HALIFAX—A few weeks ago, David Suzuki made what to me was a stunning statement. “Environmentalists can’t save the environment.”
After all, if they couldn’t, who could?
There were a lot of reasons for Suzuki’s conclusion, but at its heart it came down to this. A much bigger tent was needed to build support for enacting the kind of emergency measures that climate science tells us are needed.
In other words, though environmentalists had the facts and science on their side, they couldn’t move the stubborn needle of public opinion. They were good scientists and global citizens, but failed marketers.
Suzuki outlined some of those shortcomings. There wasn’t enough buy-in from NGOs. There wasn’t enough celebrity involvement in the cause. There wasn’t enough concerted pressure on politicians at every level of elected office to make dealing with climate change the issue.
On top of that, the movement itself was too fractured and not focused on the big picture of climate change. It was not just about saving whales, or snow leopards, or old growth forests, or pristine waters— it was about the whole enchilada, including humans. It was about saving the planet.
As a result of these failures, though the public might think that the house was uncomfortably warmer, it still didn’t believe it was on fire.
Perhaps that is why Canadians are still letting politicians away with profound failure on the environmental file. Justin Trudeau was applauded in Paris for saying “Canada is back.” Yes, back with Stephen Harper’s emission targets, his timelines, and many of his former officials.
It took the Liberals until the final year of their mandate to come up with their carbon tax. That is not how people faced with any emergency, let alone a looming planetary catastrophe, act.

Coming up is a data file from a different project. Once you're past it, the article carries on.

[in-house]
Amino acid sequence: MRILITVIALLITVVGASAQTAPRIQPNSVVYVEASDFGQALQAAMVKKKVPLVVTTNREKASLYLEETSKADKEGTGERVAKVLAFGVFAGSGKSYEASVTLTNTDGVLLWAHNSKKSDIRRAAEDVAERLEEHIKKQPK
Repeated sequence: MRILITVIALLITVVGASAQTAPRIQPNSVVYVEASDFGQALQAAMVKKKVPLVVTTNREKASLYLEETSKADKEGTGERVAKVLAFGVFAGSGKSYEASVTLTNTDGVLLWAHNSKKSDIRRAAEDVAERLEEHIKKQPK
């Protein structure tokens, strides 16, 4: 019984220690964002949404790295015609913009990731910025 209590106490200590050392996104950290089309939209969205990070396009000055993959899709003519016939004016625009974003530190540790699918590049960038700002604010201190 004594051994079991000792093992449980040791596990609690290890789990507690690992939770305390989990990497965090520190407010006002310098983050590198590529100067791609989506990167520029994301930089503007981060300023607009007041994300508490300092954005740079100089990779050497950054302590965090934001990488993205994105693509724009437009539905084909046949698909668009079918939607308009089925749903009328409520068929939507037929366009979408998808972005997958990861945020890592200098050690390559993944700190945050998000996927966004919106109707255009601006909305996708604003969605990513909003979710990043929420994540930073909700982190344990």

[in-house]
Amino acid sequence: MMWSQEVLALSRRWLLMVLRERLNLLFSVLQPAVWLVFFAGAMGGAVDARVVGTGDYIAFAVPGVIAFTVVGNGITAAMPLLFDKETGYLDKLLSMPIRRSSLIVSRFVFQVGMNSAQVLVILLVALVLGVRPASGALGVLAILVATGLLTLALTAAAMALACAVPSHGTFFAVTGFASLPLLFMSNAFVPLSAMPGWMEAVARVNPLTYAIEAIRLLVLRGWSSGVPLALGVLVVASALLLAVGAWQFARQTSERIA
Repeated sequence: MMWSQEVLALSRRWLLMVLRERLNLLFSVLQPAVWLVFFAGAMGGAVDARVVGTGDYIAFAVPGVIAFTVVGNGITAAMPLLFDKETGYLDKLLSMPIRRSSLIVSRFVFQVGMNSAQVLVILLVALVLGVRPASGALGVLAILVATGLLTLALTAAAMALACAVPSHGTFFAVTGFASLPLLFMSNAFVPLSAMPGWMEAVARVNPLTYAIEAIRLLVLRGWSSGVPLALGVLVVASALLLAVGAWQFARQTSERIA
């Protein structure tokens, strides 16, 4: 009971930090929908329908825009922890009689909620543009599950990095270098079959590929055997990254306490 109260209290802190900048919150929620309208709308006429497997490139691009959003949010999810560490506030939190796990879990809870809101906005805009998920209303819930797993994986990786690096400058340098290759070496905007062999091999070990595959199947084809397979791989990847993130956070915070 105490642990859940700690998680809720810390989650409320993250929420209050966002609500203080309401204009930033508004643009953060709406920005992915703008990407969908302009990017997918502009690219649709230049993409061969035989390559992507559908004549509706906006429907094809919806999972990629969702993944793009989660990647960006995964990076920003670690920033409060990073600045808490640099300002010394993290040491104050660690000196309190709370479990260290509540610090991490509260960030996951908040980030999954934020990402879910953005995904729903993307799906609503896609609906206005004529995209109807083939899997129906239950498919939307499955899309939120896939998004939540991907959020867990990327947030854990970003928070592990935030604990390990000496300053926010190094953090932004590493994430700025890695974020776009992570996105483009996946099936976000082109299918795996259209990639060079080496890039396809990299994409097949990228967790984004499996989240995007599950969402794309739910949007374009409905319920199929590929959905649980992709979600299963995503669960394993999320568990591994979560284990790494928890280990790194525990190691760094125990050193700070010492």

Even the program they came up with is itself seriously tentative. The price the Liberal carbon tax places on pollution is pathetically low, rising slowly over time to a number that is also inadequate to the task at hand. It is more politics than planetary planning.
According to the Parliamentary Budget Office, the carbon tax will have to be increased after 2023 if Canada is to meet the GHG emission targets it agreed to in Paris.
With the point of reference set at the beginning of the industrial era, Canada’s obligation is to ensure that average temperatures rise by no more than 2 degrees Celsius by the end of the century, and preferably only 1.5 degrees. It’s not working. For now, the projection is that the country will even miss its 2030 targets by a whopping 79 megatonnes of GHG emissions.
So when the Liberals declare a climate emergency, and then in the same 24-hour period announce approval of a highly controversial pipeline, the public is left in front of the dubious proposition that the country and the planet can have it both ways—resource development and sound stewardship of the economy. That is a national delusion created by a delusional, or perhaps cynical, government.
The eleventh hour “plan” put forward by the Conservative Leader Andrew Scheer is a national joke. And a very political one. Here is a party that was long dedicated to the notion that everything can’t be a park. Here is a party that gutted environmental protection for thousands of rivers and lakes. Here is a party that made Canada the first country to abandon the Kyoto Protocol.
Former PM Stephen Harper once said global warming was a scam by poor countries to suck money out of rich ones. He also famously declared that it would be “crazy” economic policy to regulate the energy sector at a time of low oil prices, and refused to act on cutting GHG emissions until the United States made cuts first. It is worth noting that both Scheer and Jason Kenney still consult Stephen Harper before making any major policy decision. Reassuring, yes?
As for the Conservative plan itself, at this point in the rollout it is made of the stuff that fills those hot air balloons that hover over sports events.